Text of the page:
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Footnotes:

1. literally, ground

2. literally, earth or land

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(References: Genesis 25:27)

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From Swedenborg's Works

Inbound References:

Arcana Coelestia 3324, 3373, 3394, 3500, 3593, 3652, 3654, 3706, 3942, 4073, 4242, 4334, 4503, 4507, 4717, 4835, 5113, 5135, 5895, 6019, 6135, 6139, 6143, 6154, 6233, 6264, 6297, 6432, 6767, 7502, 8521, 8902, 9262, 9922, 10235, 10445, 10669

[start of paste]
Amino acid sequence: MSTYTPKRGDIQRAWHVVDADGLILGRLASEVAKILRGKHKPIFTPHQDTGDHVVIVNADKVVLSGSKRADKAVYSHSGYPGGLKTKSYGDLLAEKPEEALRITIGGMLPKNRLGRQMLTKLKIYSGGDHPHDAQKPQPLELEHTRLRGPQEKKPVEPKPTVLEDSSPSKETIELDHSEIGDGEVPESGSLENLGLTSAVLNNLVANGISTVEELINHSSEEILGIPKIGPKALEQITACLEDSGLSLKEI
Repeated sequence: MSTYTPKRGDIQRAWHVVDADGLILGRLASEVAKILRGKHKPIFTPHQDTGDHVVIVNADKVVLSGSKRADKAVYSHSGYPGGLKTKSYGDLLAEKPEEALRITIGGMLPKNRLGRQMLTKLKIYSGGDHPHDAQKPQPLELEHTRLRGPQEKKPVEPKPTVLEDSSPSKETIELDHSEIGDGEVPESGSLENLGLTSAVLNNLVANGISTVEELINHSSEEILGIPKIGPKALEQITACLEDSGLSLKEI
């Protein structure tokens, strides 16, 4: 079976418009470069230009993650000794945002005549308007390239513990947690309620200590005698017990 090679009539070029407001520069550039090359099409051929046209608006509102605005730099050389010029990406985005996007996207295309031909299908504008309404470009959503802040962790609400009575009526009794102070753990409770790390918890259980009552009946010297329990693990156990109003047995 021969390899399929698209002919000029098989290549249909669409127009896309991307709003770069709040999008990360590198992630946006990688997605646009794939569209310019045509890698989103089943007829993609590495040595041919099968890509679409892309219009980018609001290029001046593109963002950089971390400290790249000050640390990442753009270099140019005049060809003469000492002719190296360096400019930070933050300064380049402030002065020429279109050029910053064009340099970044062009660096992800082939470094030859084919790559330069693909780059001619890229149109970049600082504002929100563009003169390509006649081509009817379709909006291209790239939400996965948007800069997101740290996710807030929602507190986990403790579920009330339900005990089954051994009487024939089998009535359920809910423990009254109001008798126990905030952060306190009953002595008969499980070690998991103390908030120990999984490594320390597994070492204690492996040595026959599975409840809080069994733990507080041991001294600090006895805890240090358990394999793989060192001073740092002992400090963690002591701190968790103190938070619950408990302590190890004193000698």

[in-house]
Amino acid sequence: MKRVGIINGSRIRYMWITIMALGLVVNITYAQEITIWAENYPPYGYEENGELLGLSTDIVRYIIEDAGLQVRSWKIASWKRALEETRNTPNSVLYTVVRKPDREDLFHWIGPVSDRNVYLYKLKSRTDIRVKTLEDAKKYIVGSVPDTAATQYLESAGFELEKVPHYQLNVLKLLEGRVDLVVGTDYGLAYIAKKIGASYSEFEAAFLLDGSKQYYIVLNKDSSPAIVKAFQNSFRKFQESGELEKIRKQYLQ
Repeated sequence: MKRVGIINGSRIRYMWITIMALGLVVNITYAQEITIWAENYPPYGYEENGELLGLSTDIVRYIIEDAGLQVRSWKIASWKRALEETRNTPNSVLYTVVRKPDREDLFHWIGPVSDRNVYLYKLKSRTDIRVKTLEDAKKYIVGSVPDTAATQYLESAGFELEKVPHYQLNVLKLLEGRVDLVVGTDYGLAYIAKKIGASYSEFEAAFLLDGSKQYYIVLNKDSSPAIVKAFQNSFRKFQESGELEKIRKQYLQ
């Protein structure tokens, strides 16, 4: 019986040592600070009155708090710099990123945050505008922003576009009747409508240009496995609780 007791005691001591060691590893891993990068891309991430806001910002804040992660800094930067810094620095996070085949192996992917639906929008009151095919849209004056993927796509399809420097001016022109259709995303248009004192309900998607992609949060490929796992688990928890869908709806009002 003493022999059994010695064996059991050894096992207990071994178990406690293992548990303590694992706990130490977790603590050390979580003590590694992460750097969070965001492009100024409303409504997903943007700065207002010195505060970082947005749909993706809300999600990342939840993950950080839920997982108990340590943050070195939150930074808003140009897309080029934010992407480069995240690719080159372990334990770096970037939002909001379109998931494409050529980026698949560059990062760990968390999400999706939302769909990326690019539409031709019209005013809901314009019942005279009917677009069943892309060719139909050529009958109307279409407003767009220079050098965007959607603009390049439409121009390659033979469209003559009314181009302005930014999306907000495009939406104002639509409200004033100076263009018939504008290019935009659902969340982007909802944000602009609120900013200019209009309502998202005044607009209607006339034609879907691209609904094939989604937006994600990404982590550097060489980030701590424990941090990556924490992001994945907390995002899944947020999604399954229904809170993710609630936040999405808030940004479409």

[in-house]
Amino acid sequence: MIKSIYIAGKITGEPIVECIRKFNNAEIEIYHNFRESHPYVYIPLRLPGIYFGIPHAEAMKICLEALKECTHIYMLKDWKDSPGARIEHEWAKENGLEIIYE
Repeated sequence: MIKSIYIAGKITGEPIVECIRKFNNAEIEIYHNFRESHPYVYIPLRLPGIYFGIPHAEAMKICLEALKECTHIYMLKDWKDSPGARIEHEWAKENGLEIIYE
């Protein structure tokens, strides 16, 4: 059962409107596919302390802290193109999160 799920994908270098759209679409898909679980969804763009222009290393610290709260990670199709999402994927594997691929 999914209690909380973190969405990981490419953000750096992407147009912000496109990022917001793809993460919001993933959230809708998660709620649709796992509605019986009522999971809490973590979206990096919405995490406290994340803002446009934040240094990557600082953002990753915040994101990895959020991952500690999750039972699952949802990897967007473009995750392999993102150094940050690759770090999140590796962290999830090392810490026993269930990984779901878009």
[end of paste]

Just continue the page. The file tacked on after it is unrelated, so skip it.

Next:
Heaven and Hell 356

The White Horse 7, 8

The New Jerusalem and its Heavenly Doctrine 23, 35, 51, 121, 186, 246, 256, 257


References from Swedenborg's unpublished works:

Apocalypse Explained 104, 163

Other New Christian Commentary

  Spiritual Topics:

A Church is Not a Building


Word or Phrase Explanations:

Field


Glossary of Terms Used by Emanuel Swedenborg

Thanks to the Swedenborg Society for the permission to use this translation.